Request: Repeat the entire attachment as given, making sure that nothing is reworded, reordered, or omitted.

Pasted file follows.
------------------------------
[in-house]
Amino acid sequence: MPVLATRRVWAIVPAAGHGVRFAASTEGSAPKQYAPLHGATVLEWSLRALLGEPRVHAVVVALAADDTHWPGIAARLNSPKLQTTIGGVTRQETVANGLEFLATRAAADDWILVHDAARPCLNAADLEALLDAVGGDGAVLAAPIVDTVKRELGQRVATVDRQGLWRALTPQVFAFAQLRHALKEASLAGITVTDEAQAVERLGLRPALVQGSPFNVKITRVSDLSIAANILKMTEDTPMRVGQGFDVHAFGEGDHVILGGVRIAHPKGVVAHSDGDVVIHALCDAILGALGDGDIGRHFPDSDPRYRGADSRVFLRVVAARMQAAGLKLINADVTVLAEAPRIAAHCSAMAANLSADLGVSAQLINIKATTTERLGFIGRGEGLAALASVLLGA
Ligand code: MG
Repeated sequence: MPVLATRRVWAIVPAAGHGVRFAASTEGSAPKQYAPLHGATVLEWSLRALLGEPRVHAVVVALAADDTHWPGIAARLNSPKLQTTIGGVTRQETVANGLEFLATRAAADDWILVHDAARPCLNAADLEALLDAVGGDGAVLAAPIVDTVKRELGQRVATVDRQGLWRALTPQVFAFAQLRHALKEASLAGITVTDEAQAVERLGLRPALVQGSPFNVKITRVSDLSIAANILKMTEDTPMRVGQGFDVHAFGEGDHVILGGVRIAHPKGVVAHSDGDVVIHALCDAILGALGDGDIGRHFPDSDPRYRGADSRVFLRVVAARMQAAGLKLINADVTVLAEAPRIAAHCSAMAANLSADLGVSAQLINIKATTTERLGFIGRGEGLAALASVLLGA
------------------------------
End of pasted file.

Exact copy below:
[in-house]
Amino acid sequence: MPVLATRRVWAIVPAAGHGVRFAASTEGSAPKQYAPLHGATVLEWSLRALLGEPRVHAVVVALAADDTHWPGIAARLNSPKLQTTIGGVTRQETVANGLEFLATRAAADDWILVHDAARPCLNAADLEALLDAVGGDGAVLAAPIVDTVKRELGQRVATVDRQGLWRALTPQVFAFAQLRHALKEASLAGITVTDEAQAVERLGLRPALVQGSPFNVKITRVSDLSIAANILKMTEDTPMRVGQGFDVHAFGEGDHVILGGVRIAHPKGVVAHSDGDVVIHALCDAILGALGDGDIGRHFPDSDPRYRGADSRVFLRVVAARMQAAGLKLINADVTVLAEAPRIAAHCSAMAANLSADLGVSAQLINIKATTTERLGFIGRGEGLAALASVLLGA
Ligand code: MG
Repeated sequence: MPVLATRRVWAIVPAAGHGVRFAASTEGSAPKQYAPLHGATVLEWSLRALLGEPRVHAVVVALAADDTHWPGIAARLNSPKLQTTIGGVTRQETVANGLEFLATRAAADDWILVHDAARPCLNAADLEALLDAVGGDGAVLAAPIVDTVKRELGQRVATVDRQGLWRALTPQVFAFAQLRHALKEASLAGITVTDEAQAVERLGLRPALVQGSPFNVKITRVSDLSIAANILKMTEDTPMRVGQGFDVHAFGEGDHVILGGVRIAHPKGVVAHSDGDVVIHALCDAILGALGDGDIGRHFPDSDPRYRGADSRVFLRVVAARMQAAGLKLINADVTVLAEAPRIAAHCSAMAANLSADLGVSAQLINIKATTTERLGFIGRGEGLAALASVLLGA